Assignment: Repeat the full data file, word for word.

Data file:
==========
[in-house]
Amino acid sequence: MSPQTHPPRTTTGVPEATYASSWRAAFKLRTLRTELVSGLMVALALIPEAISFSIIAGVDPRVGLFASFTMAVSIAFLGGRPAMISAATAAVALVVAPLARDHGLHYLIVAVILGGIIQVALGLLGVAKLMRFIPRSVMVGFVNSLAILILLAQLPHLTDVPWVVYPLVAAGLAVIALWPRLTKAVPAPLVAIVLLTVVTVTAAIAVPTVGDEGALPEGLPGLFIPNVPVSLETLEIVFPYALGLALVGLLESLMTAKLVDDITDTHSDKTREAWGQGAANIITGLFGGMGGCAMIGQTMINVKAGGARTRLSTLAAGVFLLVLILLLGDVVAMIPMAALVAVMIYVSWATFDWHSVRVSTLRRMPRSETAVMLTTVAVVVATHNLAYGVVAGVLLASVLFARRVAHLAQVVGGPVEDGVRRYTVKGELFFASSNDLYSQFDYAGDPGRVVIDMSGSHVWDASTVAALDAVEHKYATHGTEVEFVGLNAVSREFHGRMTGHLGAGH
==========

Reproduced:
[in-house]
Amino acid sequence: MSPQTHPPRTTTGVPEATYASSWRAAFKLRTLRTELVSGLMVALALIPEAISFSIIAGVDPRVGLFASFTMAVSIAFLGGRPAMISAATAAVALVVAPLARDHGLHYLIVAVILGGIIQVALGLLGVAKLMRFIPRSVMVGFVNSLAILILLAQLPHLTDVPWVVYPLVAAGLAVIALWPRLTKAVPAPLVAIVLLTVVTVTAAIAVPTVGDEGALPEGLPGLFIPNVPVSLETLEIVFPYALGLALVGLLESLMTAKLVDDITDTHSDKTREAWGQGAANIITGLFGGMGGCAMIGQTMINVKAGGARTRLSTLAAGVFLLVLILLLGDVVAMIPMAALVAVMIYVSWATFDWHSVRVSTLRRMPRSETAVMLTTVAVVVATHNLAYGVVAGVLLASVLFARRVAHLAQVVGGPVEDGVRRYTVKGELFFASSNDLYSQFDYAGDPGRVVIDMSGSHVWDASTVAALDAVEHKYATHGTEVEFVGLNAVSREFHGRMTGHLGAGH